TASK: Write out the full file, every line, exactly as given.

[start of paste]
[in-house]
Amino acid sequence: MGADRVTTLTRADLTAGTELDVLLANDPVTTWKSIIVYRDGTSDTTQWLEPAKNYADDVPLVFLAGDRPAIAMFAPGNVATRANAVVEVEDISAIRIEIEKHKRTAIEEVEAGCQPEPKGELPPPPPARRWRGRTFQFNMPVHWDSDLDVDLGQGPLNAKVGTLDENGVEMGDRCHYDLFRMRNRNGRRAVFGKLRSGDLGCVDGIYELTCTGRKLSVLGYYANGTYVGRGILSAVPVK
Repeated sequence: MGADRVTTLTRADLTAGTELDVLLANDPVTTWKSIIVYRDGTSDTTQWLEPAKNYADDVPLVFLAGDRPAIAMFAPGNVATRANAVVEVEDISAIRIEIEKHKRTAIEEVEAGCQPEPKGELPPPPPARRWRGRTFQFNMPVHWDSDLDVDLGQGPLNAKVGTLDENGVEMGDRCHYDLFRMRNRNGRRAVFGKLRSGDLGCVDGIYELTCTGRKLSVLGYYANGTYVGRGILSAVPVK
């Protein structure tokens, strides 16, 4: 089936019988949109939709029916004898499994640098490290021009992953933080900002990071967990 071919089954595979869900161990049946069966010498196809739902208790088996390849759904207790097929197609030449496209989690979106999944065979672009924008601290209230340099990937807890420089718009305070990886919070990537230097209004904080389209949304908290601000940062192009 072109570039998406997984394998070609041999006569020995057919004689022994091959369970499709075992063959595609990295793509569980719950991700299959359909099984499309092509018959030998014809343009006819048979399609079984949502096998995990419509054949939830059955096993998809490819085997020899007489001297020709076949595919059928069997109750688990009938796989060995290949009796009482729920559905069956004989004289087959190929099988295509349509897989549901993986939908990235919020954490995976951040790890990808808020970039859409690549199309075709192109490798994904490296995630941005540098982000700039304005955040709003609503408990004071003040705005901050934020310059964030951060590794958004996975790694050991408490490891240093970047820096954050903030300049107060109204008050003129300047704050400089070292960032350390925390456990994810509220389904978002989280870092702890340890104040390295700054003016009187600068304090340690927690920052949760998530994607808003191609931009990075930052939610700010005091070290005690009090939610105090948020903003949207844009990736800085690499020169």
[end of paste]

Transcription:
[in-house]
Amino acid sequence: MGADRVTTLTRADLTAGTELDVLLANDPVTTWKSIIVYRDGTSDTTQWLEPAKNYADDVPLVFLAGDRPAIAMFAPGNVATRANAVVEVEDISAIRIEIEKHKRTAIEEVEAGCQPEPKGELPPPPPARRWRGRTFQFNMPVHWDSDLDVDLGQGPLNAKVGTLDENGVEMGDRCHYDLFRMRNRNGRRAVFGKLRSGDLGCVDGIYELTCTGRKLSVLGYYANGTYVGRGILSAVPVK
Repeated sequence: MGADRVTTLTRADLTAGTELDVLLANDPVTTWKSIIVYRDGTSDTTQWLEPAKNYADDVPLVFLAGDRPAIAMFAPGNVATRANAVVEVEDISAIRIEIEKHKRTAIEEVEAGCQPEPKGELPPPPPARRWRGRTFQFNMPVHWDSDLDVDLGQGPLNAKVGTLDENGVEMGDRCHYDLFRMRNRNGRRAVFGKLRSGDLGCVDGIYELTCTGRKLSVLGYYANGTYVGRGILSAVPVK
């Protein structure tokens, strides 16, 4: 089936019988949109939709029916004898499994640098490290021009992953933080900002990071967990 071919089954595979869900161990049946069966010498196809739902208790088996390849759904207790097929197609030449496209989690979106999944065979672009924008601290209230340099990937807890420089718009305070990886919070990537230097209004904080389209949304908290601000940062192009 072109570039998406997984394998070609041999006569020995057919004689022994091959369970499709075992063959595609990295793509569980719950991700299959359909099984499309092509018959030998014809343009006819048979399609079984949502096998995990419509054949939830059955096993998809490819085997020899007489001297020709076949595919059928069997109750688990009938796989060995290949009796009482729920559905069956004989004289087959190929099988295509349509897989549901993986939908990235919020954490995976951040790890990808808020970039859409690549199309075709192109490798994904490296995630941005540098982000700039304005955040709003609503408990004071003040705005901050934020310059964030951060590794958004996975790694050991408490490891240093970047820096954050903030300049107060109204008050003129300047704050400089070292960032350390925390456990994810509220389904978002989280870092702890340890104040390295700054003016009187600068304090340690927690920052949760998530994607808003191609931009990075930052939610700010005091070290005690009090939610105090948020903003949207844009990736800085690499020169």